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New wave of ocean policy coming

Stricter regulations aim to protect marine ecosystems


12th April 2004

Pew policy recommendations

The Pew Oceans Commission, a non-profit conservation organization, conducted a three-year study into the state of U.S. oceans, issuing its findings last year. It recommended five major reforms in U.S. ocean policy, the first of which is nearly complete. The U.S. Commission on Ocean Policy will likely address similar points, but would ultimately have the weight of law to carry through its recommendations.

The Pew Oceans Commission recommended:

Establish a national ocean policy to protect, maintain and restore the health of marine ecosystems and guide their sustainable use. This will require the enactment of federal legislation that establishes an enforceable ocean policy and a process for carrying it out.

Realign institutional structures to ensure federal agencies and programs are carrying out the national ocean policy. To do this, the commission recommends the establishment of an independent national oceans agency and the consolidation of a number of federal ocean programs within it.

Manage marine resources on an ecosystem basis. To accomplish this requires a new, stronger partnership among the federal government, the states, Native American tribes and others with jurisdiction over marine resources.

Acknowledge and address the direct connection between our activities on land and the health of the oceans.

Reform federal fisheries management to require sustainable use of living ocean resources.

Recognize that fish stocks are part of a larger ecosystem, not individual commodities, and they must be managed as part of this greater whole.

PEW OCEANS COMMISSION To address what many are calling a looming crisis in America's oceans, the U.S. Commission on Ocean Policy is poised to release the first revision of federal ocean policy in 35 years.

But when the preliminary document hits the desks of President Bush and governors around the nation on April 20, it won't be a "perfect" document, according to commission member Frank Muller-Karger, professor of marine science at the University of South Florida.

"But I think it will be a really good document that will help take us where we need to go," Muller-Karger said.

Where that is, none of the commissioners are allowed to talk about until the report's release date. But speaking in generalities, Muller-Karger said the report's emphasis is on "ecosystem management and sustainable development."

And for the first time ever, the ocean policy will take into consideration the huge impact placed on coastal waters by inland development and runoff pollution.

That's fitting, according to scientists, since one of the greatest threats to the health of the Gulf of Mexico come from fertilizers spread across America's Heartland that then drain into the Mississippi River.

"The agriculture and sewage discharges - everything - ends up on the Coast," Muller-Karger said. "You do have coastal problems, particularly in Mississippi and Louisiana because of the nutrients. I think if we manage it right, we can control it."

Sharon Walker, administrator for the University of Southern Mississippi's J.L. Scott Aquarium, was one of 26 from around the country who sat on the commission's scientific advisory panel.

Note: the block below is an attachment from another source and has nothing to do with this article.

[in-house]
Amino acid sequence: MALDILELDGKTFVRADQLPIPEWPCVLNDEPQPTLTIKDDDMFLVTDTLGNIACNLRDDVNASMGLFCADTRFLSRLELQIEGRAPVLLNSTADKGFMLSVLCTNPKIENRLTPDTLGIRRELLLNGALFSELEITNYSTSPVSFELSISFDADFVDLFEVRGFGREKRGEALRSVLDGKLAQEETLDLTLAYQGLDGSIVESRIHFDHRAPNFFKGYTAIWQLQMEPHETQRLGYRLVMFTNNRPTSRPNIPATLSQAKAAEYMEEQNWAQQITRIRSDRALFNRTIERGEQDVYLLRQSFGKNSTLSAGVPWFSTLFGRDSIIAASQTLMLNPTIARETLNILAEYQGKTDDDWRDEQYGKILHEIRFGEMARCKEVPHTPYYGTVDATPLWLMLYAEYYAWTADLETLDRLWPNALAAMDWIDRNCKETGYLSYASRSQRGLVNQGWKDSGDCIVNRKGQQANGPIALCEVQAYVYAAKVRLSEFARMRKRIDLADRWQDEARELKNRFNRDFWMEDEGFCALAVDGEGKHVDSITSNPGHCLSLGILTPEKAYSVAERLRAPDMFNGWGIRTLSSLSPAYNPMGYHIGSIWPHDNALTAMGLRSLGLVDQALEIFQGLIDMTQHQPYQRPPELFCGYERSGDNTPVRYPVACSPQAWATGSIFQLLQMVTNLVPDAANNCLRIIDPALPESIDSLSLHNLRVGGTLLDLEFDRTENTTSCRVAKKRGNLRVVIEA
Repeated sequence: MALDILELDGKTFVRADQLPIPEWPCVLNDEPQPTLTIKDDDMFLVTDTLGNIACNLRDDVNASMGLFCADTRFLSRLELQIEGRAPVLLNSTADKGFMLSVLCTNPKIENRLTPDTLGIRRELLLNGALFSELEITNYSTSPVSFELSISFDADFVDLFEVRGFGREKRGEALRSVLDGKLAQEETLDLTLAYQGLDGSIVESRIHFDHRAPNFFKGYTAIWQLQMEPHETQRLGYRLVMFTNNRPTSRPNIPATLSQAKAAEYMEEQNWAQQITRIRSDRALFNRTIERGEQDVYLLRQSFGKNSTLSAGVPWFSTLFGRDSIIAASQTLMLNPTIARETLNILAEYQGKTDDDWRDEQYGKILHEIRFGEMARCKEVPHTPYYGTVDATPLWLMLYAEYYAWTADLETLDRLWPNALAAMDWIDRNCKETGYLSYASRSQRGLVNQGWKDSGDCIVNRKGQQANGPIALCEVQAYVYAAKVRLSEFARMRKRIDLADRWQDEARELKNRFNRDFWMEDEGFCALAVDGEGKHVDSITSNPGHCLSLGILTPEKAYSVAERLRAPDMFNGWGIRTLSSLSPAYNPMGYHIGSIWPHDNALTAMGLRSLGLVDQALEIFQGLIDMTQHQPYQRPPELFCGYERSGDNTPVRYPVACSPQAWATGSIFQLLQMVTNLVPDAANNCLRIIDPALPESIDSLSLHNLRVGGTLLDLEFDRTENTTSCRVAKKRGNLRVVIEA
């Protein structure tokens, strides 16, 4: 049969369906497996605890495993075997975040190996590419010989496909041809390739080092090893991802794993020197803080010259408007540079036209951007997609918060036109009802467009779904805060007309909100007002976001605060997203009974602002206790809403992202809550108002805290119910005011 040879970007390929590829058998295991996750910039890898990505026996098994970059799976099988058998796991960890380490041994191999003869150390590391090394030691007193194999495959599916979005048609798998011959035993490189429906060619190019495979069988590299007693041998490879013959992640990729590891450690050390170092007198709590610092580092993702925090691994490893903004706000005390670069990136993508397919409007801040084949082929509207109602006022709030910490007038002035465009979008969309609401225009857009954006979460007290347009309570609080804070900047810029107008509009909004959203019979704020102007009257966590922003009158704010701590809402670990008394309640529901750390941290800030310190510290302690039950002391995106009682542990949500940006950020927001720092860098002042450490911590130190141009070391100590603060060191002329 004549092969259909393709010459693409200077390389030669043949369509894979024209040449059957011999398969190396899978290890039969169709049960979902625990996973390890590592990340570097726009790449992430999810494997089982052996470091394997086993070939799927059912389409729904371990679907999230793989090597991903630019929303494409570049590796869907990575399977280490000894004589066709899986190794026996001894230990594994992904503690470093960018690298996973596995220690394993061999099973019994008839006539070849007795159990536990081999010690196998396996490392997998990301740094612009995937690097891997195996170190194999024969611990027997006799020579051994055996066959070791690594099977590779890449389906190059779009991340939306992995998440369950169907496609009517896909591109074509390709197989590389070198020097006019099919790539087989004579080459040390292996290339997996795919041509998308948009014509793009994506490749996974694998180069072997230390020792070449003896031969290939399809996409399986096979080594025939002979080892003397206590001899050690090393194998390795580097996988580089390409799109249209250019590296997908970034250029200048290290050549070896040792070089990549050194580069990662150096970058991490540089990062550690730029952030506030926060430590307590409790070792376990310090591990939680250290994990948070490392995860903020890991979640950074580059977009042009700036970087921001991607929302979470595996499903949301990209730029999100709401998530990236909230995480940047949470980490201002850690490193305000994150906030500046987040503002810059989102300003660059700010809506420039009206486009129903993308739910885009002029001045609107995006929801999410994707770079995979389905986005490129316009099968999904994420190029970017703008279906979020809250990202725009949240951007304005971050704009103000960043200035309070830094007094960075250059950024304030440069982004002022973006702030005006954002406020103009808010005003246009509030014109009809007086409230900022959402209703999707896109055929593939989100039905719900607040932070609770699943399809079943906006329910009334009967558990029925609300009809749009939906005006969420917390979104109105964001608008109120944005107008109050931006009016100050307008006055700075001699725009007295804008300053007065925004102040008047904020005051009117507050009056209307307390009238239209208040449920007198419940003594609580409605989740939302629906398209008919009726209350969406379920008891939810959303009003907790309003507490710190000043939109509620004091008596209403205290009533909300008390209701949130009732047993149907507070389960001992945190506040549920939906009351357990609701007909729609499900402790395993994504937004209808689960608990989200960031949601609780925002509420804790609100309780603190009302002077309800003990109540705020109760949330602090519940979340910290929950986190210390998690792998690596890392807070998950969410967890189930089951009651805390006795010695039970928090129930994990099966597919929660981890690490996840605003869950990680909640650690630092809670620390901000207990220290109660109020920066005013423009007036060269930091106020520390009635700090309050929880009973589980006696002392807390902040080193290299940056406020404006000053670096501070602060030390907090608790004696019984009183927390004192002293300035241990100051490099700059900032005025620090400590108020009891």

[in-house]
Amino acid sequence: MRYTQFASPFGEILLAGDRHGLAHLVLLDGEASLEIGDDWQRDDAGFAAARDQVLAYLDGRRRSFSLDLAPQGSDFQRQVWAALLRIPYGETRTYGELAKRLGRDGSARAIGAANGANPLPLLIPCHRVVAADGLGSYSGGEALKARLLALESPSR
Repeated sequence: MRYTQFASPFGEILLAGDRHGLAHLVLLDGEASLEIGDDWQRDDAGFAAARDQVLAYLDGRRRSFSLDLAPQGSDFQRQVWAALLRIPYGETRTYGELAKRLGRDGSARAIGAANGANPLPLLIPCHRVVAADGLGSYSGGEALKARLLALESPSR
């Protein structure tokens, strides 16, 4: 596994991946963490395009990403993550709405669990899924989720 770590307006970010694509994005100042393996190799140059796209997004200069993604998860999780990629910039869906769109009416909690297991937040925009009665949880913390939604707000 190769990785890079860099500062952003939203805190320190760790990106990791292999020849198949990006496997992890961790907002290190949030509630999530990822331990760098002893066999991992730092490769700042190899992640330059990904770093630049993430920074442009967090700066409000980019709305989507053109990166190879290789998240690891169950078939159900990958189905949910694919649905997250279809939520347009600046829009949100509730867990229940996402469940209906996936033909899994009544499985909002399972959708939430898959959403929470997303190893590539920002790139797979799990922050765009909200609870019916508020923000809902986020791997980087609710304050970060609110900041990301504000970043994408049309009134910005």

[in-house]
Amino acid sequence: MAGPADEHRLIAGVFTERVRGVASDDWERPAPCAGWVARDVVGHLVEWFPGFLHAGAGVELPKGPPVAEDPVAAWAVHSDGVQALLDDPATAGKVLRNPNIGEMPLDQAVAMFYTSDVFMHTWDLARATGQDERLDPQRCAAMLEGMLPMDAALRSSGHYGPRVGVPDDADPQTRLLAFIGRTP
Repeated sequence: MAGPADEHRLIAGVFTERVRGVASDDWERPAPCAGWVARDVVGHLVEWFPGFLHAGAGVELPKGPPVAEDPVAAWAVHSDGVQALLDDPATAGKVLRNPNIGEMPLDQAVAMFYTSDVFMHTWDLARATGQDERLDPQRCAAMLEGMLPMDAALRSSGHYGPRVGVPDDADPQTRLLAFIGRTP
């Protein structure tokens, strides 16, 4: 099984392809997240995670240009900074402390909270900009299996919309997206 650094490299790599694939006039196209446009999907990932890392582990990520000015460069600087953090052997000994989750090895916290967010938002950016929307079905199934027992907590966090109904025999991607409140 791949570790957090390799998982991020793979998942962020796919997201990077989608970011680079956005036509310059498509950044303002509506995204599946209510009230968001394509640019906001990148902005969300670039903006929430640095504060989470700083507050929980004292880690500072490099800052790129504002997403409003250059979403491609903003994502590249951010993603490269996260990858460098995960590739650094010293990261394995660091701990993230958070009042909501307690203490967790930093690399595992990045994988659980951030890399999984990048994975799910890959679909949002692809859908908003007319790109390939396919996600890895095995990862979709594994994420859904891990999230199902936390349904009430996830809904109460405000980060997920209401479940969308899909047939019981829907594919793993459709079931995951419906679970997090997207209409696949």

While her testimony emphasized the need for stronger educational efforts, she pointed out the incredible march of families to the coasts.

Coastal counties are home to more than half of the U.S. population. Another 25 million people are expected to move to U.S. coasts by 2015, according to the Pew Oceans Commission.

"Look at the pressure that is putting on that naturally regulated system. Most of our fisheries are in crisis," Walker said.

In the Gulf of Mexico, the grouper is one fish that has seen better days.

According to the Marine Fish Conservation Network, 37 of the 85 species of grouper are now considered threatened. Snapper is getting to a similar point, Muller-Karger said.

"There's no question that in the Gulf of Mexico there are some fisheries that are under pressure, that are overfished," Muller-Karger said. "The way that we manage fisheries is not perfect. All the fisheries need to be evaluated in a better way."

How that is done will depend largely on the document coming out for public review next week.

As directed by the Oceans Act of 2000, the U.S. Commission on Ocean Policy will take on many topics, from "ocean governance to the stewardship of marine resources and pollution prevention to enhancing and supporting marine science, commerce and transportation," a commission press release states.

Because of the enormity of the task, Muller-Karger admits the document won't be "perfect."

But, he says, it will "nudge the country to go in a different direction than we are now."

Walker predicts it will be a "very strong document and very proactive in their recommendations."

And while many commission reports "just sit around and gather dust" after they hit the Oval Office, Melissa Metcalfe, regional organizer for the Marine Fish Conservation Network, feels confident there is sufficient pressure to push Bush to take action.

"Because there has been so much focus on this already, and for the simple fact that fishermen are returning to port empty-handed, it's reached the point where we really can't ignore it," she said.

The public comment period on the preliminary report will run from April 20 to May 21. Comments can be submitted by e-mail, fax or regular mail. The report and detailed instructions for submitting comments will be available for download from the commission's Web site,, on April 20.